8433 W. Sunset Boulevard is a legendary address. It is the home of The Comedy Store, the greatest stand-up comedy club in the world. The Store was founded April 7, 1972 on the Sunset Strip in West Hollywood by comedian Sammy Shore, his wife Mitzi and comedy writer Rudy DeLuca. It started because Sammy needed a place to work out when he wasn’t on the road. Sammy was the longtime opening act for Elvis Pressley. It was the first all stand-up comedy nightclub in the world. In the beginning, since Sammy was frequently on the road, his wife, Mitzi assumed the nightly operations of the club and selected and scheduled the comedians that performed there.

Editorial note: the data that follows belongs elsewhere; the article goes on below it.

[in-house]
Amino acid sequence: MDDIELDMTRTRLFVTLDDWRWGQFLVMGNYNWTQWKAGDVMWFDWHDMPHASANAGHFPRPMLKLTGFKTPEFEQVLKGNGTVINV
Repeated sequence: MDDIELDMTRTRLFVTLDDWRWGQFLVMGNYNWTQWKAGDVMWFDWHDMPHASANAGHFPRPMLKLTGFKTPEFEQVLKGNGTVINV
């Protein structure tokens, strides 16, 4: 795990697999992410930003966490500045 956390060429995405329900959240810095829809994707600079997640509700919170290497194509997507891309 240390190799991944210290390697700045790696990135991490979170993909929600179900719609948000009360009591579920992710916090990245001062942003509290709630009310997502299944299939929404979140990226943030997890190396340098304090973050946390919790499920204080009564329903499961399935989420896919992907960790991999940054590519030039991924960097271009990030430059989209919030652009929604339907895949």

It was Mitzi who coined the name “The Comedy Store.” It quickly become a hot club on the Strip where the famous comedian friends of Sammy and Rudy, such as Redd Foxx, Tim Conway, Buddy Hackett, and Jonathan Winters could “work out” new sets or just relax among friends before setting out on their national and worldwide tours. For newcomers starting a career in comedy, The Comedy Store was a one stop shop to watch all the greats on stage. As luck would have it, the Comedy Store was born the same month that Johnny Carson moved the Tonight Show from New York to Los Angeles and a flood of comics immediately followed Johnny out West, hoping to get their shot on his show. Mitzi possessed a special quality of being keenly able to spot raw talent and of the importance of nurturing and understanding the needs of creative artists. It was Mitzi who determined that the showroom walls where the comedians work should be entirely black so that once the stage is lit, the audience is fixated entirely on the single performer on stage. It was Mitzi who deemed this place to be more than just a nightclub, but rather an “artist’s colony” designed to develop the unique art form of stand-up comedy and to create a family-like environment where stand-ups can develop their craft and then “pay it forward” by mentoring newer comics that follow behind them. That philosophy continues today.